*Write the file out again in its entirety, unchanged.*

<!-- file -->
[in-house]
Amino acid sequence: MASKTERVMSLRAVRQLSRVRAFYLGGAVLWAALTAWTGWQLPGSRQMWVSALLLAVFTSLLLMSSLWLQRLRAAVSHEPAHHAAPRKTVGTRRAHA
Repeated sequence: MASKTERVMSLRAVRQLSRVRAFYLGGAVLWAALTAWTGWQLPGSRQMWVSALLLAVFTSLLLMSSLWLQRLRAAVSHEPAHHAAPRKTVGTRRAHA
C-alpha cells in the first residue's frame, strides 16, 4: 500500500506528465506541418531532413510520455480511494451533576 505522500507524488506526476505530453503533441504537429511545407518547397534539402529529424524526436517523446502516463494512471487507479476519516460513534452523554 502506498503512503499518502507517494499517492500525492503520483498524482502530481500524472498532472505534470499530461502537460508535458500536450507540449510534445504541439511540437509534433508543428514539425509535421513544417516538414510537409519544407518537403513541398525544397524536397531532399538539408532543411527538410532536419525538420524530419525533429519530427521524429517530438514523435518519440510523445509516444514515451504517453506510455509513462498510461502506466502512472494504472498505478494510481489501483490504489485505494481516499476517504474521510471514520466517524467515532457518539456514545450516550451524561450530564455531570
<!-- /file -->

[in-house]
Amino acid sequence: MASKTERVMSLRAVRQLSRVRAFYLGGAVLWAALTAWTGWQLPGSRQMWVSALLLAVFTSLLLMSSLWLQRLRAAVSHEPAHHAAPRKTVGTRRAHA
Repeated sequence: MASKTERVMSLRAVRQLSRVRAFYLGGAVLWAALTAWTGWQLPGSRQMWVSALLLAVFTSLLLMSSLWLQRLRAAVSHEPAHHAAPRKTVGTRRAHA
C-alpha cells in the first residue's frame, strides 16, 4: 500500500506528465506541418531532413510520455480511494451533576 505522500507524488506526476505530453503533441504537429511545407518547397534539402529529424524526436517523446502516463494512471487507479476519516460513534452523554 502506498503512503499518502507517494499517492500525492503520483498524482502530481500524472498532472505534470499530461502537460508535458500536450507540449510534445504541439511540437509534433508543428514539425509535421513544417516538414510537409519544407518537403513541398525544397524536397531532399538539408532543411527538410532536419525538420524530419525533429519530427521524429517530438514523435518519440510523445509516444514515451504517453506510455509513462498510461502506466502512472494504472498505478494510481489501483490504489485505494481516499476517504474521510471514520466517524467515532457518539456514545450516550451524561450530564455531570